Fiat Chrysler Automobiles (FCA) has decided it will appeal Italy’s tax authority statement which says that the carmaker had underestimated the value of its U.S. business after it bought Chrysler.
As per a source close to the matter at hand, the Italian tax agency believed FCA had underestimated its business in the United States by 5.1 billion euros following its phased acquisition of Chrysler.
“We strongly disagree with this preliminary report,” said FCA’s spokesperson said on Thursday.
The tax audit comes at a time when FCA is close to finalizing talks with PSA over a planned $50 billion merger which will create the fourth-largest automaker in the world.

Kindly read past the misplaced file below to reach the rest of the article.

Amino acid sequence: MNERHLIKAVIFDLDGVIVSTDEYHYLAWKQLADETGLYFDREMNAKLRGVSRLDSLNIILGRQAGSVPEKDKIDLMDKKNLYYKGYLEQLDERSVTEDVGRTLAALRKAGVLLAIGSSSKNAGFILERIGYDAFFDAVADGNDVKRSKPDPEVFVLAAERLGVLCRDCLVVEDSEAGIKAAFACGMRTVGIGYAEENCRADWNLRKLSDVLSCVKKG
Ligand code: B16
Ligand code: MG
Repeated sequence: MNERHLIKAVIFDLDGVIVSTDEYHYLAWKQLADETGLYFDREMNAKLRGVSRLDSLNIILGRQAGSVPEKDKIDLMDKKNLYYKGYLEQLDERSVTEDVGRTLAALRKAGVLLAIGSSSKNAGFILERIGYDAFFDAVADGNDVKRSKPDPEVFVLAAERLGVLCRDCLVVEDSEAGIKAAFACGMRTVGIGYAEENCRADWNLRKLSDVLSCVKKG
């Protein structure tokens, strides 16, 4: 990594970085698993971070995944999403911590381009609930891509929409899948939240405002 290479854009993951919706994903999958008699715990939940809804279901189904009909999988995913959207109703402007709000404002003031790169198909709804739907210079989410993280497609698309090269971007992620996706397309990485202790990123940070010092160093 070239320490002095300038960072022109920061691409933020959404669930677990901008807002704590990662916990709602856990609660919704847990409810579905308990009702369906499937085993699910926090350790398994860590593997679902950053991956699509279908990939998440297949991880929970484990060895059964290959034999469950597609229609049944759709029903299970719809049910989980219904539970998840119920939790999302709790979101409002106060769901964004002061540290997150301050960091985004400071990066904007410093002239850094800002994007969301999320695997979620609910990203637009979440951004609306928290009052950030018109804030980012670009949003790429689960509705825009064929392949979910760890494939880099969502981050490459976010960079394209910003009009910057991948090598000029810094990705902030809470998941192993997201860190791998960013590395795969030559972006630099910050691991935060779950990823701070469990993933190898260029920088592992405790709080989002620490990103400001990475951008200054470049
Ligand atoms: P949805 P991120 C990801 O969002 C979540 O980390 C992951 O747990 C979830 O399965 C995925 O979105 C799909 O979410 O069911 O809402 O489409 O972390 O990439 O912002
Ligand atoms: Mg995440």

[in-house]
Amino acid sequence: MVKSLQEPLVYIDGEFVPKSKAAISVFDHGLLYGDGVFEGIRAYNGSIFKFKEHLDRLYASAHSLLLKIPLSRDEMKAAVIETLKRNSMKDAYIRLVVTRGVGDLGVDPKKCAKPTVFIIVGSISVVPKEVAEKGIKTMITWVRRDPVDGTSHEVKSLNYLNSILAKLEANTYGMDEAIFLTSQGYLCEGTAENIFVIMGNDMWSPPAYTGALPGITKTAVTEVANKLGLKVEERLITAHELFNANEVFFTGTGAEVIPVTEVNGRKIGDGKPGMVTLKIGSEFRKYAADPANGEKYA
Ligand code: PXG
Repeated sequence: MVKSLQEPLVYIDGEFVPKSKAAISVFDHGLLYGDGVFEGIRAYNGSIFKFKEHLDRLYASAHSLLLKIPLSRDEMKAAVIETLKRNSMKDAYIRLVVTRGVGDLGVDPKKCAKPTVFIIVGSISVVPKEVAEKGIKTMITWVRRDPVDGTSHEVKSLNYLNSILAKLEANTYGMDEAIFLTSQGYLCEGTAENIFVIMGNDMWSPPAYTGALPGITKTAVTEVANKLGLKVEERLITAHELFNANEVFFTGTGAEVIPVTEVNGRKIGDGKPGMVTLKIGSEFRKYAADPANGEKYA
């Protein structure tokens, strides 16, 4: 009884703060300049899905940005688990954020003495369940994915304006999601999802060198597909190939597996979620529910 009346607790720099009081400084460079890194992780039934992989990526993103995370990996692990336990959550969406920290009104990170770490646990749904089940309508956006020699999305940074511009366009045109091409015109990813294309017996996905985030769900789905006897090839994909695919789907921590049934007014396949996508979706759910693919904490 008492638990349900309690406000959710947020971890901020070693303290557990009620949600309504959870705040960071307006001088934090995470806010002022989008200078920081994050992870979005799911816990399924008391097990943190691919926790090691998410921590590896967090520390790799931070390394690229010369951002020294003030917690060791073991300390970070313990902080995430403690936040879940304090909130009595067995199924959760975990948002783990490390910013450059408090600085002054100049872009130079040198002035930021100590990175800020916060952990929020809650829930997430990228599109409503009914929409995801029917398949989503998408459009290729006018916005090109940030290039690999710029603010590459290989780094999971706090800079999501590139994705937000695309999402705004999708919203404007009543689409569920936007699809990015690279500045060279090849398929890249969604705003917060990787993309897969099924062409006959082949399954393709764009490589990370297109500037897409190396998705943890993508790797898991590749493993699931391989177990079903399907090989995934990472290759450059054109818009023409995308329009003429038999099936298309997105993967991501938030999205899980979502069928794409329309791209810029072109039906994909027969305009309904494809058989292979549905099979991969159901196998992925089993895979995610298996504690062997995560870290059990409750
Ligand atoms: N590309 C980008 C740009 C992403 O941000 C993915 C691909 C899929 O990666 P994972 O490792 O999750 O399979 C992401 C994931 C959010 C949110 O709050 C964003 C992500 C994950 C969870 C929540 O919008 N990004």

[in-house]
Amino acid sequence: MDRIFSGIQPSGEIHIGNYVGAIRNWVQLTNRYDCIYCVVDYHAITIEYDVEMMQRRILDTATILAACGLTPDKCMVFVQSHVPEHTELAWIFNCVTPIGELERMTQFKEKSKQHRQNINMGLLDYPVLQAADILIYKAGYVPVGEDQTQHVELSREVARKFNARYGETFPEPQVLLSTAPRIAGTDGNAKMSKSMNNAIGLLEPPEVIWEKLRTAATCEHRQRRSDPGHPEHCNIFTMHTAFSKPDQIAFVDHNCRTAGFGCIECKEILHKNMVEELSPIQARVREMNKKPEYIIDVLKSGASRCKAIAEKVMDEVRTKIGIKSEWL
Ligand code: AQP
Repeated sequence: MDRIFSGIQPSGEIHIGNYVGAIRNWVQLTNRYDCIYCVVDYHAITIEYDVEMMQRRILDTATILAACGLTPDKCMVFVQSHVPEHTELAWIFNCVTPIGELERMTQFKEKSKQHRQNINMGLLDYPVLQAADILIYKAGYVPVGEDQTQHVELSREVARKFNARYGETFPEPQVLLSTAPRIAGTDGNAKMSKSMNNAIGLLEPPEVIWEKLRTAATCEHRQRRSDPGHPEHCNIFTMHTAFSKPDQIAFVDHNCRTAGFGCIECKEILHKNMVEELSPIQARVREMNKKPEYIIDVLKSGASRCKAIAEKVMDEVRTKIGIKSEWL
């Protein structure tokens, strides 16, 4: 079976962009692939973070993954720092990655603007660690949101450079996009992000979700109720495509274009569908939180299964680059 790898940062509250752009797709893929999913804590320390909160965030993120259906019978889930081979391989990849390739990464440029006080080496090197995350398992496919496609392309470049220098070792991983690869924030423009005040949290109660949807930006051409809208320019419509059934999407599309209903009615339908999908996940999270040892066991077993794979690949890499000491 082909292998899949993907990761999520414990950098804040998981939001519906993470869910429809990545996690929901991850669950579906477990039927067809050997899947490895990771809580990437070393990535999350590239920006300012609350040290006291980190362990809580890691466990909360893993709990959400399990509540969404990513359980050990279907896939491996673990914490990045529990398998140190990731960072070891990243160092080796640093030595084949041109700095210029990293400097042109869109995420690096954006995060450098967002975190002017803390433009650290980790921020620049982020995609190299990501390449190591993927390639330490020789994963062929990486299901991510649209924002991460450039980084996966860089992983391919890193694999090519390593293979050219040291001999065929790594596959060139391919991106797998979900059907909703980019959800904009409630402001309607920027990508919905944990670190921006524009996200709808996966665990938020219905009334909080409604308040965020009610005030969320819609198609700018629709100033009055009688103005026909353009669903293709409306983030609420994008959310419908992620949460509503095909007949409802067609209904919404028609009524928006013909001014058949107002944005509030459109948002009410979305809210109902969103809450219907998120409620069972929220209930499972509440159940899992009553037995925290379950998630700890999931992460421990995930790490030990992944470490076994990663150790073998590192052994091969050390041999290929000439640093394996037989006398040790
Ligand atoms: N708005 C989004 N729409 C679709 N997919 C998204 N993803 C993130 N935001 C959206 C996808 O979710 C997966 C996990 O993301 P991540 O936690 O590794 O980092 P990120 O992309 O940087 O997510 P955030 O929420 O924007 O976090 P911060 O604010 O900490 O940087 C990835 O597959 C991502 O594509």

The tax audit traces back to transactions dating back to 2014, which could potentially see FCA having to cough up taxes to the tune of $1.5 billion, said the source.
“We are confident we will successfully make the case for a material reduction in the assessment,” said FCA’s spokesperson.
In its third-quarter report in October, FCA had said Italy’s inland revenue had issued the company with a final audit report in October this year. If confirmed, the audit could result in a material proposed tax adjustment relating to the 2014 merger of Fiat into FCA NV, it said.
“Any remaining taxable gain assessed would be offset by carry forward tax losses with no material cash outflow or impact on earnings,” said FCA’s spokesman on Thursday.